The researchers intermittently administered primary rewards of squirts of juice and water to adolescents aged 13 to 17 and to adults aged 30 to 50, while simultaneously viewing their brain activity with functional magnetic resonance imaging. The adolescents' brains showed significant activation in the medial prefrontal cortex and in the brainstem, near the ventral tegmentum and substantia nigra, compared with adults.

In previous studies, the researchers found that this reward model showed good specificity for targeting brain regions heavily innervated by the midbrain dopamine system. Other recent research has suggested that dopamine may play a role in the learning of behaviors associated with reward and pleasure. Consistent with this view, the model demonstrated that when the rewards were administered in an unpredictable manner, a key reward structure of the brain—the striatum—was more active, suggesting that “reward” to the brain may have more to do with the predictability of an event than with how pleasurable it is.

“These studies suggest that adolescent decisions may, in part, be due to a greater biological sensitivity to either rewards themselves or, more likely, the novelty of rewards,” says Berns. “It is possible that a reward or novelty associated with the reward may trigger hyperactivity in still developing brain reward structures and circuits.”

Article Continues...

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#259 - 06/06/05 08:03 PM Re: Articles - Resources [Re: Dianne E.]
Dianne E. Offline

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Study on Juvenile Psychopaths

What is the "super predator"?
He or she are young hypercriminals who are committing acts of violence of unprecedented coldness and brutality. This newest phenomena in the world of crime is perhaps the most dangerous challenge facing society and law enforcement ever. While psychopaths are not new, this breed of super criminal exceeds the scope of psychopathic behavior. They are younger, more brutal, and completely unafraid of the law. While current research on the super predator is scarce, I will attempt to give an indication as to the reasons a child could become just such a monster.

Violent teenage criminals are increasingly vicious. John DiIulio, Professor of Politics and Public Affairs at Princeton University, says that "The difference between the juvenile criminals of the 1950s and those of the 1970s and early 1980s was the difference between the Sharks and the Jets of West Side Story and the Bloods and the Crips. It is not inconceivable that the demographic surge of the next ten years will bring with it young criminals who make the Bloods and the Crips look tame." (10) They are what Professor DiIulio and others call urban "super predators"; young people, often from broken homes or so-called dysfunctional families, who commit murder, rape, robbery, kidnapping, and other violent acts. These emotionally damaged young people, often are the products of sexual or physical abuse. They live in an aimless and violent present; have no sense of the past and no hope for the future; they commit unspeakably brutal crimes against other people, often to gratify whatever urges or desires drive them at the moment and their utter lack of remorse is shocking.(9)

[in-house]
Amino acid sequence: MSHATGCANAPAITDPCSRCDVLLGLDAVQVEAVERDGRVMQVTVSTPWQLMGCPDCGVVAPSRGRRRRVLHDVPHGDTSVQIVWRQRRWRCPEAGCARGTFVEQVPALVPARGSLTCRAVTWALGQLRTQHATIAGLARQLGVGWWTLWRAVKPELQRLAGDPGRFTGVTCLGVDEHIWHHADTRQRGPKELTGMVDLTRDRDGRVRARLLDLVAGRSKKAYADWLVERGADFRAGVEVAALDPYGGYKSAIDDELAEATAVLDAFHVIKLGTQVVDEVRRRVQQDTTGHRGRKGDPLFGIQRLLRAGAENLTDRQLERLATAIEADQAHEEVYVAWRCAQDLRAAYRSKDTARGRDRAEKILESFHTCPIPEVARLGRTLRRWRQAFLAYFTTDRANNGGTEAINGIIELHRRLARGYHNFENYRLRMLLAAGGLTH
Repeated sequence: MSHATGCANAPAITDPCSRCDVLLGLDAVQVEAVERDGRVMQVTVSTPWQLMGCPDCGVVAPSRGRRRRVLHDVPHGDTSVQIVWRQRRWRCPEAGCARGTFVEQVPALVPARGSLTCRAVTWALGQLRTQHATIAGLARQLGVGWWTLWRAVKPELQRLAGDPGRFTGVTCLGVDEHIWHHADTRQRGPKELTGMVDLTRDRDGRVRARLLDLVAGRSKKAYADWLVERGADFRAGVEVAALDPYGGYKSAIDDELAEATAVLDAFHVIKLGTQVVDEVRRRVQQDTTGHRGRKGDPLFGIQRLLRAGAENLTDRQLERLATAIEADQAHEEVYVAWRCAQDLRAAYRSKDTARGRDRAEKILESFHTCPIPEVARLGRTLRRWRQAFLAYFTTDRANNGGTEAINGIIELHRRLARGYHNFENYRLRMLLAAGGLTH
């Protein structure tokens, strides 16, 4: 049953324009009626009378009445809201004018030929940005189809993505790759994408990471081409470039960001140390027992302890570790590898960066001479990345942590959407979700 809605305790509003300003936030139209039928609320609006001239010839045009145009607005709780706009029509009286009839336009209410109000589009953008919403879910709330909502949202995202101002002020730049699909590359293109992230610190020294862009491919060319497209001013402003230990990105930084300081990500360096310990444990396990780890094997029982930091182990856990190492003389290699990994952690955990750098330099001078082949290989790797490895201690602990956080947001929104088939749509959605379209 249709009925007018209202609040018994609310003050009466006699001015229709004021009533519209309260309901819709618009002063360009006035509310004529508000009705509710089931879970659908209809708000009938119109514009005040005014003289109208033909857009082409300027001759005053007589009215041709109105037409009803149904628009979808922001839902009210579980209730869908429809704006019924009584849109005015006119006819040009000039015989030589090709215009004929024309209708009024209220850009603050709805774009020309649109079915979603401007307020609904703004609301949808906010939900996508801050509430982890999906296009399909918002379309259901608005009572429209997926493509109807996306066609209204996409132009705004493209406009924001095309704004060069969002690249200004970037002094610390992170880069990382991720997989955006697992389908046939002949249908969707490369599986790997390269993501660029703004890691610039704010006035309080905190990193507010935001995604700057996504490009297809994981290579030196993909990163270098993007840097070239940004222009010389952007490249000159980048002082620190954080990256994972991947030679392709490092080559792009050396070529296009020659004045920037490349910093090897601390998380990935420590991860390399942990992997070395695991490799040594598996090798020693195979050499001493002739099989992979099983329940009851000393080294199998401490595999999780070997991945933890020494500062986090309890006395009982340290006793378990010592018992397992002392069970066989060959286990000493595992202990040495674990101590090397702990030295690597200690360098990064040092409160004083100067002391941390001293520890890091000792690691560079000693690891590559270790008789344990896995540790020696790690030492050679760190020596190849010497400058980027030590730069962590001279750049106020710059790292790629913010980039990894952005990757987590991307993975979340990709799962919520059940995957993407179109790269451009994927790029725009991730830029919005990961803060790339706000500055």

Studies reveal that the major cause of violent crime is not poverty but family breakdown - specifically, the absence of a father in the household. Today, right now, one-fourth of all the children in the United States are living in fatherless homes - this adds up to 19 million children without fathers. Compared to children in two parent family homes, these children will be twice as likely to drop out of school, twice as likely to have children out of wedlock, and they stand more than three times the chance of ending up in poverty, and almost ten times more likely to commit violent crime and ending up in jail. (1)

Study on Juvenile Psychopaths...continues...

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#260 - 06/15/05 06:05 AM Re: Articles - Resources [Re: Dianne E.]
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Toddler tearaways targeted
June 12, 2005

Timesonline UK
by Robert Winnett and Andrew Porter

A CONFIDENTIAL Home Office report recommends that children should be targeted as potential criminals from the age of three. It says they can be singled out by their bullying behaviour in nursery school or by a history of criminality in their immediate family.

It proposes parenting classes and, in the worst cases, putting more children who are not “under control” into intensive foster care instead of care homes. Nursery staff would be trained to spot children at risk of growing up to be criminals.

The 250-page report, entitled Crime Reduction Review, was drawn up on the instructions of Tony Blair, who wanted to identify the most effective ways of cutting crime by 2008.

Its leak coincides with an expected announcement tomorrow by Ruth Kelly, the education secretary, of a £430m package to provide out-of-hours clubs at schools for children aged four to 14.

The Home Office strategy unit, which spent five months compiling the report, concluded that “from the simple perspective of reducing crime . . . the arguments for focusing resources on the children most at risk are ‘overwhelming’”.

Children who were not “under control” by the age of three were four times as likely to be convicted of a violent offence, it warned. It adds: “Getting schools to tackle bullying, exclusions and truancy effectively is key to diverting more adolescents from crime”.

The report was conducted against a bleak assessment by the Home Office that, without new measures, the crime rate would rise 8.5% by 2008.

Last July the government used the review’s findings on what worked and what didn’t to underpin a formal commitment to reduce crime by 15% by 2008.

Measures such as CCTV, increased street lighting and longer custodial sentences were judged in the report to have been expensive failures, with only a few exceptions.

Instead, it maintained that if potential offenders were spotted young enough, “soft” measures — such as improving their reading, language and social skills — could be enough to change their direction.

Kelly’s £430m is intended to provide breakfast clubs and after-hours sports and arts; some children could be at school from 8am to 6pm. The sessions will be run by private sector and voluntary groups, rather than by the schools’ regular staff.